Rwake, top, and Pallbearer play Saturday night at Revolution.
RWAKE, PALLBEARER 9 p.m. Revolution. $7-$9.
At the risk of repeating myself, I've got to ask this question: Why are there so many great metal bands from Arkansas? I mean, don't get me wrong, I'm very, very happy about this fact and I've got more state pride than a county fair's worth of good ol' boys hopped up on Mini-Thins, Mountain Dew and Skoal.
But it's still remarkable that a state this small has birthed, to name a handful just off the top of my head: Deadbird, Vore, Iron Tongue, Seahag, Snakedriver, Rwake and Pallbearer. The latter two are headlining this show. Rwake's "Rest," from last year, is an apocalyptic metal masterpiece, a mix of post-Neurosis bleakness and Southern sludge, with a core of contemplative psychedelic guitar wizardry. Rwake recently played the Maryland Deathfest, one of the biggest metal fests in the world (and check this out — crazy!).
Pallbearer's debut, "Sorrow and Extinction," has gotten critical raves for its haunting, innovative doom metal, and the band has played several high-profile shows since its release, including recent gigs in New York and a Scion A/V showcase in L.A. back in April. I've got to cop to having not seen Rwake play live in several years, and I've never seen Pallbearer, so I'm way excited about this show, as are many other folks, no doubt.
Also playing this 18-and-older show are the local young thrashers Severe Headwound and the classic hardcore revivalists R.I.O.T.S., so all ya'll remember to show up on time, it's gonna be a major rager.
You've got to figure that a band from frozen-ass Winnipeg is just gonna be way gnarlier and tougher than a band from some sun-kissed tropical clime where people wear tank tops and flip-flops year-round.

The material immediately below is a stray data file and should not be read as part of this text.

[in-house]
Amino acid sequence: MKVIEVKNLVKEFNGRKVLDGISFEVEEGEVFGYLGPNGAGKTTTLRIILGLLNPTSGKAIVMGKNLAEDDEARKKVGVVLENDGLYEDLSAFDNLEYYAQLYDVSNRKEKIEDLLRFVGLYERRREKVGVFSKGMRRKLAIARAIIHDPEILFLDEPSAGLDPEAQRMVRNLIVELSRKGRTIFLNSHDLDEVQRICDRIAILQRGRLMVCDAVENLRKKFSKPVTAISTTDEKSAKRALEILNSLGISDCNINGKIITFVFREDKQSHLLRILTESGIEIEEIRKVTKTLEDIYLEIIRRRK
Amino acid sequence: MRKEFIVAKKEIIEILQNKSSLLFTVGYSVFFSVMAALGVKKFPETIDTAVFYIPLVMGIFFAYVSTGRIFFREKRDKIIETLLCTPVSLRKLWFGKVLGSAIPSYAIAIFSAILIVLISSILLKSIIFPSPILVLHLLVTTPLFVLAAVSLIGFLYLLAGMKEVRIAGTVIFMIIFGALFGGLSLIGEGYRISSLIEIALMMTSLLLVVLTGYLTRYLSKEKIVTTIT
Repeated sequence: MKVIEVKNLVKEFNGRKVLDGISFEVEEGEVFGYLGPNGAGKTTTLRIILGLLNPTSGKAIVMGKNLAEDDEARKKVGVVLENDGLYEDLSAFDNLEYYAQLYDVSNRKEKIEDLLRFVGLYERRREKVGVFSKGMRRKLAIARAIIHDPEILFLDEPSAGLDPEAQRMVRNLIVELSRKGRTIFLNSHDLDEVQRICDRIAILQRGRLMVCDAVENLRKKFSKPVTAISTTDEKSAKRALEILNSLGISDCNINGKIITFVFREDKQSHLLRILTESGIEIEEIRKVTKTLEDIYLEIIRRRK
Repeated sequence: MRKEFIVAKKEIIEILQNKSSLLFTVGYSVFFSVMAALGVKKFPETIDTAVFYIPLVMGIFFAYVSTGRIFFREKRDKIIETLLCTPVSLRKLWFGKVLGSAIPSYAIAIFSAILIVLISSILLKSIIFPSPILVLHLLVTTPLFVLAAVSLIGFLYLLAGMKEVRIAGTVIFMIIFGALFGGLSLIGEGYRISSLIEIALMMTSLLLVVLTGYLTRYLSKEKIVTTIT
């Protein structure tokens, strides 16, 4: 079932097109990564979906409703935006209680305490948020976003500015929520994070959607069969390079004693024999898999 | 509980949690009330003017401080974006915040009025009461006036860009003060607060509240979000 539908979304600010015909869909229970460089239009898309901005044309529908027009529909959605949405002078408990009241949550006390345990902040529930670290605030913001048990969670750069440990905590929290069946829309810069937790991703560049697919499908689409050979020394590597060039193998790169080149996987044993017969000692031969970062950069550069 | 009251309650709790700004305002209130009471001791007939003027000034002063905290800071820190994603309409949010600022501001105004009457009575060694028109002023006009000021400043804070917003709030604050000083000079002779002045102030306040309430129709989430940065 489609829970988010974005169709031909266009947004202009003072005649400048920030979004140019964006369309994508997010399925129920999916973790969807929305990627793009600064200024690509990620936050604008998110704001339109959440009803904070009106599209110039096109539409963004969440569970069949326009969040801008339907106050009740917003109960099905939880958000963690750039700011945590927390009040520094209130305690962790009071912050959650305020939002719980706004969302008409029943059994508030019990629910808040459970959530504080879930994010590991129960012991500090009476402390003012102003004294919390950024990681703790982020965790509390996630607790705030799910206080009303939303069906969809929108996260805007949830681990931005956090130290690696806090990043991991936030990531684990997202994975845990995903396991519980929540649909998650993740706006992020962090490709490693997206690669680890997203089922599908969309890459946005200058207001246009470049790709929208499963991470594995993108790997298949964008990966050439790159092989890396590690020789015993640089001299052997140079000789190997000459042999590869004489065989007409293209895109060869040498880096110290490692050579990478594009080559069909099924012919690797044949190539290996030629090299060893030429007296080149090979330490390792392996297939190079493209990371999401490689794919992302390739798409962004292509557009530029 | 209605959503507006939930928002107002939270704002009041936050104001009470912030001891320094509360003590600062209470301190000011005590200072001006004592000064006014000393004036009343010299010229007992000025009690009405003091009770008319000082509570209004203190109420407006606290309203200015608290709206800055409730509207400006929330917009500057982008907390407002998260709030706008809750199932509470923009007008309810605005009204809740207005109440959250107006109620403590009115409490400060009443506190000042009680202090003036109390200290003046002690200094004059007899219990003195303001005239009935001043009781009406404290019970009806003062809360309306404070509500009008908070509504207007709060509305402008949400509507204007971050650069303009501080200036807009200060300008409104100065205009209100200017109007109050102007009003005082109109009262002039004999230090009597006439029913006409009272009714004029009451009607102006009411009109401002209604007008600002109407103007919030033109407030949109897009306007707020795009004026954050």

Also, KEN Mode at Vinos', Red Octopus' 'Trysts and Turns' at the Public Theatre, Mothwind at Maxine's, Patty Griffin at George's Majestic, "Joe Turner's Come and Gone" at the Weekend Theater and Ash at Juanita's.
The tween-pop Elvis is coming to Verizon for what is guaranteed to be the most frenzied concert Little Rock sees all year. Now, the Biebs has gotten more than his fair share of criticism since his astronomical ascent from YouTube scrubbery to international megafame, but we're not interested in calling out the omnipresent young pup for his fortunes, deserved or otherwise.
Last week, Rep. Josh Miller, a Republican legislator from Heber Springs, spoke against the private option Medicaid expansion last week. He invoked FDR's New Deal — a "hand up," he said, not a "handout."
The Wish List Foundation, a Pearl Jam nonprofit fan club that hosts events before every one of the band's concerts and lead singer Eddie Vedder's solo shows, is doing a pre-party fundraiser/raffle/auction at Sticky Fingerz on Saturday before the "Voices for Justice Rally" at Robinson.
Perhaps U.S. Rep. Tim Griffin might want to reconsider his earlier decision not to include Republican Rep. Loy Mauch on the list of Republican candidates he'd asked not to use his campaign contributions, having read some of what they'd written.
One day in September 1957, Bill Floyd traveled by bus to Little Rock for an afternoon doctor's appointment, but arrived early enough in the morning to satisfy his curiosity and witness history. Disembarking, he asked a man on a downtown street corner for directions to Central High School, site of violent protests over the Little Rock School Board's decision to enforce the U.S. Supreme Court's 1954 order to desegregate public schools.